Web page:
Daniel More, MD, FAAAAI, FACAAI, FACP, is a board-certified allergist and former clinical immunologist at Allergy Partners of the Central California Coast.
A healthcare provider can diagnose sand flea bites and/or sand flea disease with a visual inspection of the affected area of the skin. They may also ask you about your symptoms and medical history, as well as recent travel.
When people talk about sand fleas, they may be talking about different organisms: Sand flies, which live in and around aquatic habitats, and sand or mole crabs, which are crustaceans that live on the beach and don’t bite humans.
- Sand Flea Bites on Humans – Pictures, Treatment and Prevention
- How to remove sand fleas
- What Are Sand Fleas and How Can Their Bite Affect You
- How to Treat Itchy, Painful Sand Flea Bites
- How Are Sand Flea Bites Diagnosed?
- Everything You Need to Know About Sand Flea Bites
- Types of sand flea bites
- Video for “Sand flea bites look like?”
- More pictures for “Sand flea bites look like?”
Sand Flea Bites on Humans – Pictures, Treatment and Prevention
Really, “any flea that comes out of a sandy area, people call a sand flea,” Nancy Hinkle, Ph.D., a professor at the University of Georgia’s Department of Entomology, told Health.
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How to remove sand fleas
These sand fleas are usually found in tropical areas and sandy climates like beaches, stables, and farms. You may find them in:
I have always been a great fan of preventing flea bites rather than treating them. If you want to avoid getting bitten, just follow these tips and you will have greatly decreased the chance of that happening:
What Are Sand Fleas and How Can Their Bite Affect You
Despite the critters’ name, sand fleas aren’t actually fleas, but rather are members of the family of crustaceans, Talitridae (or beach hoppers), according to Shannon Harlow-Ellis, associate certified entomologist, Mosquito Joe, a Neighborly company. “Beach hoppers have several common names such as sand fleas, lawn shrimp, land hoppers, or sand hoppers,” she says, adding that there are about 90 different types of this species in the United States and they can be found along coastal areas all over North America.
Most bites from organisms referred to as sand fleas don’t cause any long-lasting harm. Most symptoms, such as itching and inflammation, should resolve on their own or with over-the-counter (OTC) treatment.
So before you plan your vacation, make sure the place you’re heading to doesn’t have sand fleas, and if they do—plan, and pack a lot of bug spray.
How to Treat Itchy, Painful Sand Flea Bites
To avoid infection, it’s important to not scratch your bites too much or try to extract sand fleas on your own. A clinician may be able to manually extract the fleas from your skin lesions using sterile surgical instruments. They may also recommend a tetanus booster if you’re not up to date.
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How Are Sand Flea Bites Diagnosed?
There are two types of sand flea bites on humans. The first one looks like a mosquito bite and happens when the fleas suck your blood and then moves on to another host. They inject saliva to prevent blood clotting as they are feeding, and this saliva is what irritates the skin and may cause allergic reactions. The second type is worse and is caused by breeding female sand fleas. The fleas burrow themselves into the skin and stay there until their eggs hatch. Look for swollen areas with black spots in the middle, these may be breeding sand fleas.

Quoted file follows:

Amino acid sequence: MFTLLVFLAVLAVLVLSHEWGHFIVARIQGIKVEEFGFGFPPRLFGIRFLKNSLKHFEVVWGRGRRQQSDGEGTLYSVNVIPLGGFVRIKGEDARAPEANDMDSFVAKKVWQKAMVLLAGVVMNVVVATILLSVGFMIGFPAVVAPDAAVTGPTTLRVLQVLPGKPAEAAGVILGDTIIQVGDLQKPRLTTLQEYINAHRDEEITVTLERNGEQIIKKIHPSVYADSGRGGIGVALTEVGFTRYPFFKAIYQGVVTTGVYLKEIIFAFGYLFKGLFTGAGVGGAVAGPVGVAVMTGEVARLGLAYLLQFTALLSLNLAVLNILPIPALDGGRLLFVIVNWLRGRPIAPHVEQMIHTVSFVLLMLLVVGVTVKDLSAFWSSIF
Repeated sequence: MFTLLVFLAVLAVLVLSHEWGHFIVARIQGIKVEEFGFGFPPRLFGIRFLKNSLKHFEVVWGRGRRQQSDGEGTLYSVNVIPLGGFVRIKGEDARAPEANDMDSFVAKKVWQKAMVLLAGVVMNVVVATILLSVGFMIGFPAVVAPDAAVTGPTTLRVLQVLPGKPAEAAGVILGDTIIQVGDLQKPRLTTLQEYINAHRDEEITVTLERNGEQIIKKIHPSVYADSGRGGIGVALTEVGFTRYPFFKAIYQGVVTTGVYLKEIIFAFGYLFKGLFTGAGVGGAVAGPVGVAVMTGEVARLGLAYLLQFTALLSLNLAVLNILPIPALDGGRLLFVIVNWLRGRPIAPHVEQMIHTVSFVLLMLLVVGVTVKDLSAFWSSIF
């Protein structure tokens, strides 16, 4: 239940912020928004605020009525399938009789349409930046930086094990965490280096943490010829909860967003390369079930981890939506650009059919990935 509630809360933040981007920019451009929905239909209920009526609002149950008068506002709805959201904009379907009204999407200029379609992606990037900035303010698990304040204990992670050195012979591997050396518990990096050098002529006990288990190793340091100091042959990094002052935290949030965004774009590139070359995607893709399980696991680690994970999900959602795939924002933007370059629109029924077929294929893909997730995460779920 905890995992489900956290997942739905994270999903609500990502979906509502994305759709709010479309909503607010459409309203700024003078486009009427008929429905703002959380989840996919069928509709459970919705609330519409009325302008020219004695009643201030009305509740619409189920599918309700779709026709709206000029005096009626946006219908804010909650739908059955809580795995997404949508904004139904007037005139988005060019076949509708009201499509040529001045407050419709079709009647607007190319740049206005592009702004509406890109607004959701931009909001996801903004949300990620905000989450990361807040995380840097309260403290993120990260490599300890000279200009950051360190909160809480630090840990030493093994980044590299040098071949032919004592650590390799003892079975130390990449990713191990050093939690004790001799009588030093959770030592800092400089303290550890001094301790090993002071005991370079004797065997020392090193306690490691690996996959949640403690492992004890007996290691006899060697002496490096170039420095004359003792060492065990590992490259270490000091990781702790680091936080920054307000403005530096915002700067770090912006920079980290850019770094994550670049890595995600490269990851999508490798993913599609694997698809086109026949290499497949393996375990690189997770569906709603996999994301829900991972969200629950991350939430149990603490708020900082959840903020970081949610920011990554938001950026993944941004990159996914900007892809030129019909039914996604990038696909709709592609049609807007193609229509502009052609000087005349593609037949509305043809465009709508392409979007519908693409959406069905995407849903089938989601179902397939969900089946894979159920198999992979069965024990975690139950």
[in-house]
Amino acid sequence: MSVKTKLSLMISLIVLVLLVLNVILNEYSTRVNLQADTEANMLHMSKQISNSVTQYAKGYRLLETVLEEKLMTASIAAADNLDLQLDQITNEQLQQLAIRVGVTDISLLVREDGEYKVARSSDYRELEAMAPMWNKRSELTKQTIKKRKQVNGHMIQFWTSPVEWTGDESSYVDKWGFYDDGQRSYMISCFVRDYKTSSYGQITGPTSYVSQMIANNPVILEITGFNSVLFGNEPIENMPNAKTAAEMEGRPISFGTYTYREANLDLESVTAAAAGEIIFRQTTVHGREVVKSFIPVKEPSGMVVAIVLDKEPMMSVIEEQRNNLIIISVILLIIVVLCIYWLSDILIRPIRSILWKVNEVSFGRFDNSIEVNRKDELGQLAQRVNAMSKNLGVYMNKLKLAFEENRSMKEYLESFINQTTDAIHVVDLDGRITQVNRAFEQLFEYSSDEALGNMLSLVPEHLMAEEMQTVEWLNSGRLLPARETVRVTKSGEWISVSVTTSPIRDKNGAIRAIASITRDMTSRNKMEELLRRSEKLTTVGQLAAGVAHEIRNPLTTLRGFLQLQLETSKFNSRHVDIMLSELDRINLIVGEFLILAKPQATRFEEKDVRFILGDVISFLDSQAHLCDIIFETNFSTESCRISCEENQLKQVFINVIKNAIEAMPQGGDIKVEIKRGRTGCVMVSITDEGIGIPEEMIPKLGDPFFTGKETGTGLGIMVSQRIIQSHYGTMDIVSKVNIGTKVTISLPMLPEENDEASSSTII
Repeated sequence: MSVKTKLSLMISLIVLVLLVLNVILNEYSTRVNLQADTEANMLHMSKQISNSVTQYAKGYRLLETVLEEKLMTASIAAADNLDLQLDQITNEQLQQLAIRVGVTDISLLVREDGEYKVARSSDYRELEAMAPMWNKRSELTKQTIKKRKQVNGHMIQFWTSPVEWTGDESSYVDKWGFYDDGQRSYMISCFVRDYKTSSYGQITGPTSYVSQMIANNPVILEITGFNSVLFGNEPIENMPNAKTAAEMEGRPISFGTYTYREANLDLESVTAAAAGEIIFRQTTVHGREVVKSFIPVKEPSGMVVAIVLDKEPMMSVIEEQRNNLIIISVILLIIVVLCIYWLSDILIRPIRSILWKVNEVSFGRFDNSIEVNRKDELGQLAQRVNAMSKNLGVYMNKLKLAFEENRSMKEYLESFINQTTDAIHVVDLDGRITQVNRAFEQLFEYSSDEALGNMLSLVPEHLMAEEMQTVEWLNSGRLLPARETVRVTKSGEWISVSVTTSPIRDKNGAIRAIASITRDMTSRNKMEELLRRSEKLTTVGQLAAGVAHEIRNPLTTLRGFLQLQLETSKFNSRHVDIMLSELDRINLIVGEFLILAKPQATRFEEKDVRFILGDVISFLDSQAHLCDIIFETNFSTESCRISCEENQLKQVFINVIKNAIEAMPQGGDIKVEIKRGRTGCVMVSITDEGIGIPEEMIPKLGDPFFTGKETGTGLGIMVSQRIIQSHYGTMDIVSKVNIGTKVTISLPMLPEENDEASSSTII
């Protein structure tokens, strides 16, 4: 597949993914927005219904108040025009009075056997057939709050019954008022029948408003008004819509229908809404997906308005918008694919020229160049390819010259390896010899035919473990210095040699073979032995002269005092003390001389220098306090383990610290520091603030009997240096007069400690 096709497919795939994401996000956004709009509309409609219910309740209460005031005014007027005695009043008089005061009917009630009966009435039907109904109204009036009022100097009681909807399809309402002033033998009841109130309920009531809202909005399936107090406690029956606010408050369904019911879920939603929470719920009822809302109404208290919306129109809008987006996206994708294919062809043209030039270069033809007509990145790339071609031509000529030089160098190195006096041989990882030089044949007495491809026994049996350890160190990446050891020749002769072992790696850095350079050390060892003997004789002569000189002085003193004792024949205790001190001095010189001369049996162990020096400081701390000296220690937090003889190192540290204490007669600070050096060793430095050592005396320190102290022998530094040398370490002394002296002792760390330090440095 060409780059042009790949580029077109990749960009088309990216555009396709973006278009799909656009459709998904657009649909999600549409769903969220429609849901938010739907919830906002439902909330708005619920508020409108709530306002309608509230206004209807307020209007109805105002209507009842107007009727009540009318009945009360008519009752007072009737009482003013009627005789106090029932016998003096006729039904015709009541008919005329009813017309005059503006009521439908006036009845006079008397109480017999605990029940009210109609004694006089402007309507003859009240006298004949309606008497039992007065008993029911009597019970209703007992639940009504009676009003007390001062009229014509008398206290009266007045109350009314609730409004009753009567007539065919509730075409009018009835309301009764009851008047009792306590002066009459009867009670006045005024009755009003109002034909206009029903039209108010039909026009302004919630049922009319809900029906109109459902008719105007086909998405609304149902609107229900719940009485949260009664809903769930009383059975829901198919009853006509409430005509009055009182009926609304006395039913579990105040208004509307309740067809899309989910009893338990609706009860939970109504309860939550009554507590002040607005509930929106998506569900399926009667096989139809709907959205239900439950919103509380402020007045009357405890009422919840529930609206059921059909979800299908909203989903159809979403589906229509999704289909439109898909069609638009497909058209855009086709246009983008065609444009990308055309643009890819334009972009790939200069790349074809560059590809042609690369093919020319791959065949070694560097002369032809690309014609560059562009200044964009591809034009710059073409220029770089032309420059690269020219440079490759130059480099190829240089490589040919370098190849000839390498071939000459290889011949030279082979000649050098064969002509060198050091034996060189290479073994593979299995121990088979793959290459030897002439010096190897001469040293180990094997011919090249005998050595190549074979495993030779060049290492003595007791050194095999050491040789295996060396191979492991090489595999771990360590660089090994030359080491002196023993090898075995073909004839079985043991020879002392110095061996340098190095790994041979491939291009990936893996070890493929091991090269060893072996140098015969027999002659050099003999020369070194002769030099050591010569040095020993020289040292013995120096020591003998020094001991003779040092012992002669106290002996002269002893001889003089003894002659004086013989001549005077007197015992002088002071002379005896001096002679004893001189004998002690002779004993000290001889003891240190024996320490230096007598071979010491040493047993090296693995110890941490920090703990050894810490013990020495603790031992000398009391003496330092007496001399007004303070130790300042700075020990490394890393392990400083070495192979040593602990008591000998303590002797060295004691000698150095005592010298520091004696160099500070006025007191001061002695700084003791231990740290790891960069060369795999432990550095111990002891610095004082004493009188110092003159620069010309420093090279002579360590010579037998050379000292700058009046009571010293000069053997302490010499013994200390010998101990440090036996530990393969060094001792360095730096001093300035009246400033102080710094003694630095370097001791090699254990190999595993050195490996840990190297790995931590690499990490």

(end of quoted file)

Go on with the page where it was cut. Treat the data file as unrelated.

Getting bitten by sand fleas is no day at the beach, which is why Dr. Ascher says beginning treatment at the first sign of a bite can help you heal faster and prevent future complications. “I always tell my patients after a bite, to make sure they clean the area with soap, water, and an over-the-counter antibacterial cream in an effort to prevent infection,” he says. “You can also use comfort measures for relief – I like to grab aloe.”
Treatment should include a sterile surgical removal of the sand fleas. After removing the fleas, they should be covered with an appropriate dressing. If your tetanus vaccination isn’t up to date (if you haven’t had a booster in over 10 years), you should also be treated with a tetanus vaccine or booster.
Everything You Need to Know About Sand Flea Bites
I hope this article was helpful to you. To learn more, you can continue reading about flea bites on humans.
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Types of sand flea bites
If you’re bitten by any other species of fleas or other organisms that are sometimes called sand fleas, you can treat itchy bumps with topical corticosteroids (such as hydrocortisone) or oral antihistamines.
Maggie O’Neill is a health writer and reporter based in New York who specializes in covering medical research and emerging wellness trends, with a focus on cancer and addiction. Prior to her time at Health, her work appeared in the Observer, Good Housekeeping, CNN, and Vice. She was a fellow of the Association of Health Care Journalists’ 2020 class on Women’s Health Journalism and 2021 class on Cancer Reporting. In her spare time, she likes meditating, watching TikToks, and playing fetch with her dog, Finnegan.
However, you should reach out to a healthcare provider if: